‘This psalm is set in 2 Samuel 15:13–17:24. The initial flight from Absalom covered two nights, the first of which could understandably have found David despondent (1, 2). But the antidote to despondency is, first, to assert divine truth (3), and secondly to seek divine aid (4). The consequence is the blessing of a night’s sleep (5) and fresh confidence for the new day (6). Just as one day ended in prayer (4) so the new day begins in calling on God to deliver (7), for he has ever been the foe of David’s foes: thus, confident prayer draws on past experiences of grace and begets assurance For the future (8).’ (NBC)

‘The historical situation reflected in the psalm finds David at a low moment in his life. Because of his sin with Bathsheba (2 Sam 11–12), his life was torn apart by family troubles (2 Sam 12:15–14:33), and his kingdom was wrenched from his grasp by Absalom’s rebellion (2 Sam 15:1–19:43). The hearts of Israel were with Absalom (2 Sam 15:13). The anointed of the Lord (cf. Ps 2:6) was forced to flee Jerusalem and wait out the crisis at an encampment across the Jordan (2 Sam 17:24). Thus the psalm reflects the national situation as well as the personal feelings of David.’ (EBC)

‘This is also an evening psalm for the ordinary believer, who can reflect that his troubles are nothing beside David’s, and David’s expectation nothing beside his.’ (Kidner, TOTC)

Mays, in support of the idea that this psalm was composed well after the events in David’s life to which it has become attached, notes both consistency and inconsistency with David’s predicament.  Consistency: ‘David was beset by multitudes (2 Sam. 15:13), spent a night of danger (II Sam. 17:22), and through all was concerned about the welfare of the people (2 Sam. 15:14). Perhaps the sage saw in Shimei’s curses upon David (II Sam. 16:5–14) a form of the hostile taunt, “No salvation for him in God.”’  Inconsistency: ‘The tenor of the prayer is not in accord with David’s attitude toward Absalom and his allies. Nothing in the story suggests that David believed that there was no help in God for him. Jerusalem was not known as the elect “holy mount” of the LORD in David’s time before the temple was built.’  These considerations, according to Mays, argue against regarding the link between the Psalm and David’s life as historical.  But the sage who first made that connection did not work with the modern notion of critical history, and therefore was free (as we can be free) to reflect in a similarly heuristic way on the sentiments of this psalm.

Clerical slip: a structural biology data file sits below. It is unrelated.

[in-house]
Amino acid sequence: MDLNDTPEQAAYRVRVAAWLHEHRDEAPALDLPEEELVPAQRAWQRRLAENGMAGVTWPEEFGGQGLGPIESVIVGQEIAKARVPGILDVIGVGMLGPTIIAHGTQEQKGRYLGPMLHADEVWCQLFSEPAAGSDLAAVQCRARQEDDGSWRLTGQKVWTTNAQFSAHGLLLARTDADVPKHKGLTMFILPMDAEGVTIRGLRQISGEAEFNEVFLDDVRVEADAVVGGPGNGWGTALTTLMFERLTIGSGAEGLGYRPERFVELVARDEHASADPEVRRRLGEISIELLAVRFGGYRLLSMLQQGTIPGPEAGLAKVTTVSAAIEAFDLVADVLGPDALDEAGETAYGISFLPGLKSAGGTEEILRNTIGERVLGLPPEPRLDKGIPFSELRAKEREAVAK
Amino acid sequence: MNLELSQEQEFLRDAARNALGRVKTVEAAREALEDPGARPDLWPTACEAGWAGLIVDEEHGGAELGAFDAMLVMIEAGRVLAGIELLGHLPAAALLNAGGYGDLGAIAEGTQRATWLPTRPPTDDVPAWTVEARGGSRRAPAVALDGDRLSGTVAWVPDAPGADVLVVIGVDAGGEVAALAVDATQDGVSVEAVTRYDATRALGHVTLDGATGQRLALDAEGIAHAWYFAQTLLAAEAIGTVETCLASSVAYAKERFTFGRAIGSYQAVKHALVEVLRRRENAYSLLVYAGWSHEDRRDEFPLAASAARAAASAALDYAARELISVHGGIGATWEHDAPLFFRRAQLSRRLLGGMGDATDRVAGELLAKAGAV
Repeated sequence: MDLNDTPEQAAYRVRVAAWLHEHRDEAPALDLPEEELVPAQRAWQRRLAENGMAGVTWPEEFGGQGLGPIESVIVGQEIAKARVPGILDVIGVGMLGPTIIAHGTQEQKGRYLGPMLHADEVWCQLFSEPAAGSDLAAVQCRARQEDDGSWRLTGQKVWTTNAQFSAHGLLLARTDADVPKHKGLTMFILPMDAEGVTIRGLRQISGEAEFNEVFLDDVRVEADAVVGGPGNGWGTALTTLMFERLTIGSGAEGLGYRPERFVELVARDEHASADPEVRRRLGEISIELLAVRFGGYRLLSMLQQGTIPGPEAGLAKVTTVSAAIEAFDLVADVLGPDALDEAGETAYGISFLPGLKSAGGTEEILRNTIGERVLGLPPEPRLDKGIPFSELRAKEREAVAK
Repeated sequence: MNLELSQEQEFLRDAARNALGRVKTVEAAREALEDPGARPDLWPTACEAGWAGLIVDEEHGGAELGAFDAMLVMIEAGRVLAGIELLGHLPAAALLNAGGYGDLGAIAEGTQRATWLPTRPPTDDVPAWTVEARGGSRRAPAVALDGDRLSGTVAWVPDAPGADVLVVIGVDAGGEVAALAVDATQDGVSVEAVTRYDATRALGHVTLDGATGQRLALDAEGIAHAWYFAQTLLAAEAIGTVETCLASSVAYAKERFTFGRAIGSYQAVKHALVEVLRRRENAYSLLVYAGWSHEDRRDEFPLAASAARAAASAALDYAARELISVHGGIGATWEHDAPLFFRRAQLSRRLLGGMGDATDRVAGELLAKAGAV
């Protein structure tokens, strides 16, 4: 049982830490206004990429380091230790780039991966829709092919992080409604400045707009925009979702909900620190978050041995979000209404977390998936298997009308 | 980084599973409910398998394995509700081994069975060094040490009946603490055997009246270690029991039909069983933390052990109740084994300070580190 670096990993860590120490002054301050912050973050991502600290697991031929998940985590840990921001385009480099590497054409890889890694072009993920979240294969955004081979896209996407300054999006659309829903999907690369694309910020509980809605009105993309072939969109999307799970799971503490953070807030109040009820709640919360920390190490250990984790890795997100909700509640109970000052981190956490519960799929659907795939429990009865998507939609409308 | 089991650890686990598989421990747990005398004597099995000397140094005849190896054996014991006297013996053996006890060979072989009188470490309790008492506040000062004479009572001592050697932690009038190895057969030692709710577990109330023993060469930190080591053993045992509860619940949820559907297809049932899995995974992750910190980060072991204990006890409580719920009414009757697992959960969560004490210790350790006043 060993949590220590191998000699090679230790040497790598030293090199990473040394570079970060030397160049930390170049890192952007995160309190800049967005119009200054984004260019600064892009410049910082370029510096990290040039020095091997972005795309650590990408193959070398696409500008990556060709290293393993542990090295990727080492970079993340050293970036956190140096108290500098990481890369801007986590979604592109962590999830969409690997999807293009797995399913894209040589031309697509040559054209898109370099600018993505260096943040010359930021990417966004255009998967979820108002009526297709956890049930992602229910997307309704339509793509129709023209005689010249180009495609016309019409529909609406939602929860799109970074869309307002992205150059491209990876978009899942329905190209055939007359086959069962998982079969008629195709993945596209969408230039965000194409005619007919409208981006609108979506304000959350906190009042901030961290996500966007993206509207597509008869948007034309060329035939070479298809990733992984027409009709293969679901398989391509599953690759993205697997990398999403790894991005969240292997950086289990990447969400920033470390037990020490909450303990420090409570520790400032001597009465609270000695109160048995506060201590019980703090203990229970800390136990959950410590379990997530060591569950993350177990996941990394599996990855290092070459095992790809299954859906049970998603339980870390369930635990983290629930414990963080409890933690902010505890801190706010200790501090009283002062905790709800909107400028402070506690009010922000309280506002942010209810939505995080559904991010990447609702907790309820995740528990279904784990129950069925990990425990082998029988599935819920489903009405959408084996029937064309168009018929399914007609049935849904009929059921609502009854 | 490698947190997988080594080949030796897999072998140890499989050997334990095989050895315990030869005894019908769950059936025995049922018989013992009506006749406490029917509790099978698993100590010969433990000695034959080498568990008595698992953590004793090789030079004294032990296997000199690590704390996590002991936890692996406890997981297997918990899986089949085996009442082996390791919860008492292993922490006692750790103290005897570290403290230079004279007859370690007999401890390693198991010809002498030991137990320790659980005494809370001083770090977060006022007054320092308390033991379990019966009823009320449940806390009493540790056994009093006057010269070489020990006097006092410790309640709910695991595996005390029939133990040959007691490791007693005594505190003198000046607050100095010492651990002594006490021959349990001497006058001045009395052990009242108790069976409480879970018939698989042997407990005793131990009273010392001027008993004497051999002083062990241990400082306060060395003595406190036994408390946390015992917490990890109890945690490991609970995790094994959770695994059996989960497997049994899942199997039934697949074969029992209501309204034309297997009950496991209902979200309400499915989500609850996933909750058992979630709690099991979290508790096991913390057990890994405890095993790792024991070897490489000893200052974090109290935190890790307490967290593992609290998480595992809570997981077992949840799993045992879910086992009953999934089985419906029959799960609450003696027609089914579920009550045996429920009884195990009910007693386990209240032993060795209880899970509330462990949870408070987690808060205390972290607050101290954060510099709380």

Psa 3:1 A psalm of David. When he fled from his son Absalom. O LORD, how many are my foes! How many rise up against me!

‘The title declares that no darkness is bleaker than betrayal within one’s family.’ (Harper’s Bible Commentary)

“O Lord” – ‘In the language of prayer in the OT, this address has the same connotation as “Abba, Father” in the NT. For the people of God, the name of the Lord is the assurance that his promises to David will be fulfilled (cf. 2:7–9). He is the Father of Israel and particularly of David (and his sons) as the anointed king.’ (EBC)

‘Is any afflicted? Let him pray; nay, let him sing psalms, let him sing this psalm. Is any afflicted with undutiful disobedient children? David was; and yet that did not hinder his joy in God, nor put him out of tune for holy songs.’ (MHC)

Psa 3:2 Many are saying of me, “God will not deliver him.” Selah